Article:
Nutrition for Horses
Horses are noble and intelligent animals, beloved by millions. Nutrition is key to their health and wellness. Horses need the right mix of carbohydrates, proteins, and vitamins to thrive. Adequate hydration and even vitamin supplements are important. By feeding your horse an optimal diet, you can reduce the chance of injury and increase lifespan.
Horses ruminate their way through about 2% of their body weight per day. Most of this is pure carbohydrates derived from grasses. Forages are by far the largest percentage of a horse’s food. Good pasture grasses for equine nutrition include timothy-grass, alfalfa, rye and clover.
One important variable is the role of climate in determining what grasses are available. Horses in Kentucky, Connecticut and California will all have different diets. Some areas have water with higher mineral content. Horses in areas with less nutritionally dense grass, or water with fewer minerals, may require supplementation.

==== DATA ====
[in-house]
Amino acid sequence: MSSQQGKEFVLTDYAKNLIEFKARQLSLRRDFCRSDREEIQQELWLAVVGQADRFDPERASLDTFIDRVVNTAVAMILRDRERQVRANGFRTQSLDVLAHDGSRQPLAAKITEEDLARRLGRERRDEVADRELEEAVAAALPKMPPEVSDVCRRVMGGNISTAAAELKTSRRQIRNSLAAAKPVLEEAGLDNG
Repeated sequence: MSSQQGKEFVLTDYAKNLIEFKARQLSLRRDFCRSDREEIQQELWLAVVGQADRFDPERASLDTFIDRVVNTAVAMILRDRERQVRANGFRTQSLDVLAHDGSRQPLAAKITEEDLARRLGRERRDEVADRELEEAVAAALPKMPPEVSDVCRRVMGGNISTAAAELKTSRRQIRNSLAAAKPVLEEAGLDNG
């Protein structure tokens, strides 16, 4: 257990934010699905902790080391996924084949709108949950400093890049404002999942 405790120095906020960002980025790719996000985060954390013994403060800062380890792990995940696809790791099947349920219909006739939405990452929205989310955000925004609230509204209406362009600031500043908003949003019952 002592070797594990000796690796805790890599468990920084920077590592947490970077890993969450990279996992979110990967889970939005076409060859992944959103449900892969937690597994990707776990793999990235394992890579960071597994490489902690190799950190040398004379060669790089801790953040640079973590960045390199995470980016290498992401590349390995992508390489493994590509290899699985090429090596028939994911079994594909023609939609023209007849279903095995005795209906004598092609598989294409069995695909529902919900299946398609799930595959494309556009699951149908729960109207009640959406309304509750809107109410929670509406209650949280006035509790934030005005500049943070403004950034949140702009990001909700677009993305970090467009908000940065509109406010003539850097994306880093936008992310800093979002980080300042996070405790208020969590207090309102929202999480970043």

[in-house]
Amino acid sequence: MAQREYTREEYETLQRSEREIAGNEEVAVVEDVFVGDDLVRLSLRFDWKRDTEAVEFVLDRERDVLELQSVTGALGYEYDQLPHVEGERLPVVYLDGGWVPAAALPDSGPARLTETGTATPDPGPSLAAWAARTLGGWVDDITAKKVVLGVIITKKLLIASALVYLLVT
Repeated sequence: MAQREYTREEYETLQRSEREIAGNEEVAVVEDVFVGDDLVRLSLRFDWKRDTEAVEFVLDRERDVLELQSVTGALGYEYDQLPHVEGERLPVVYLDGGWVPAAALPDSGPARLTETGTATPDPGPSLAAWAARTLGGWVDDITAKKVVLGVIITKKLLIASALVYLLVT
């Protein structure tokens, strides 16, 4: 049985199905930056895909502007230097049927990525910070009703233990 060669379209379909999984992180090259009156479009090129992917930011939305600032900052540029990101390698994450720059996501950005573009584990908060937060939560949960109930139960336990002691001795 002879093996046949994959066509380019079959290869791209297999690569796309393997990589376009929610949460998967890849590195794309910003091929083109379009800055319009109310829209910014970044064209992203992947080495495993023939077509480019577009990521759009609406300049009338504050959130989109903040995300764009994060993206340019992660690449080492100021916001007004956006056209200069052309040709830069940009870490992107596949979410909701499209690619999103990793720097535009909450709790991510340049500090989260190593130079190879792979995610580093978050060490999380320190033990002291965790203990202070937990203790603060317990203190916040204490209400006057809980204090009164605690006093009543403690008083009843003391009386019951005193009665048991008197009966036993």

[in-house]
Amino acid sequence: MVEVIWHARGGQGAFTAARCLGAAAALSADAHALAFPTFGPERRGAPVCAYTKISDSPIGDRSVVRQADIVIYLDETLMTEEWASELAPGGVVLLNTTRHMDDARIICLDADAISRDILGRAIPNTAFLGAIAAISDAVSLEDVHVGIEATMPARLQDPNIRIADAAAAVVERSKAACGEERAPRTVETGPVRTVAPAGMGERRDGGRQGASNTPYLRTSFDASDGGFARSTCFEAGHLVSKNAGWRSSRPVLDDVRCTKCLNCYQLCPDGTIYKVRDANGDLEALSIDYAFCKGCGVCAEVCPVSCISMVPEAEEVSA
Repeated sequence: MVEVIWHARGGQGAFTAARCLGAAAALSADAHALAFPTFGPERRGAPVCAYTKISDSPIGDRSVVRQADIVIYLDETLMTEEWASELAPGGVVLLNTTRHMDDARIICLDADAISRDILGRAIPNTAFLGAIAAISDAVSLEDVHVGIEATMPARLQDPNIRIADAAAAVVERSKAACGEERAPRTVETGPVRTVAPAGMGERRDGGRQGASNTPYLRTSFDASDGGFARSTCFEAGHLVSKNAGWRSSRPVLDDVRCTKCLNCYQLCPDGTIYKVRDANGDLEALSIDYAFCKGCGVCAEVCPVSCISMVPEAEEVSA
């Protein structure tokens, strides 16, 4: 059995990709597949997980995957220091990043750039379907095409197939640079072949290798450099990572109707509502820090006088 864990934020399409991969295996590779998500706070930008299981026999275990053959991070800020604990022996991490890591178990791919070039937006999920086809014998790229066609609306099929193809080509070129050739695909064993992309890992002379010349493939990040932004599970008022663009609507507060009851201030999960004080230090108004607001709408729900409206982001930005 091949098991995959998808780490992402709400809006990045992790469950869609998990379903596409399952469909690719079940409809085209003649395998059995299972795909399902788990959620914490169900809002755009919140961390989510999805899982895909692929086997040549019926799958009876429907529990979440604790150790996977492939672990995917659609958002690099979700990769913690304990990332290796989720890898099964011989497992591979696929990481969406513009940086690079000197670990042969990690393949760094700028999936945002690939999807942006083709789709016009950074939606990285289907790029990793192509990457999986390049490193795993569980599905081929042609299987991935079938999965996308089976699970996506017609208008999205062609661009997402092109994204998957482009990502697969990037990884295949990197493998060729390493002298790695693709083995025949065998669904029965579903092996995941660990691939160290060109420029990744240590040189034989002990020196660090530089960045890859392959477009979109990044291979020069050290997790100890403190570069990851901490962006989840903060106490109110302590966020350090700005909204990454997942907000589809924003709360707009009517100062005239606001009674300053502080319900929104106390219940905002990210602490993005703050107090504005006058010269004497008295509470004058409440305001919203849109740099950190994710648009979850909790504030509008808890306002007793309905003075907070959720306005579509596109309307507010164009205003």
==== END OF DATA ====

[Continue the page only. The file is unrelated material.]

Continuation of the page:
Only a small percentage, often under 5%, of a horse’s diet comes from fat. In fact, the naturally occurring fats in the plant material a horse consumes are more than adequate to meet nutritional needs. Protein is usually consumed in the form of legume hay. Commercially produced concentrate pellet feed can also be a key source of protein.
The average horse can thrive on forage. Commercial concentrate feed is a great tool for horses with special needs. These include breeding horses, working horses, and very young horses.
Young horses need to be monitored fairly closely. They should gain weight at a fairly steady pace. For foals, protein ratios of about 15% are common. However, this should be adjusted both before and after weaning.
It’s obvious that horses that work hard require heavier caloric intake than pleasure horses. If your horse is working up a sweat several times a week, it can be appropriate to add an extra ten pounds of feed. However, owners should be careful not to introduce too much feed too quickly.
Horses always require ample fresh water. For a working horse such as a hunter, or for any lactating mare, it is important to provide even more water than normal. It’s also important to remember that water is key to digestion. For each pound of forage a horse consumes, he or she needs about half a gallon of water to process it.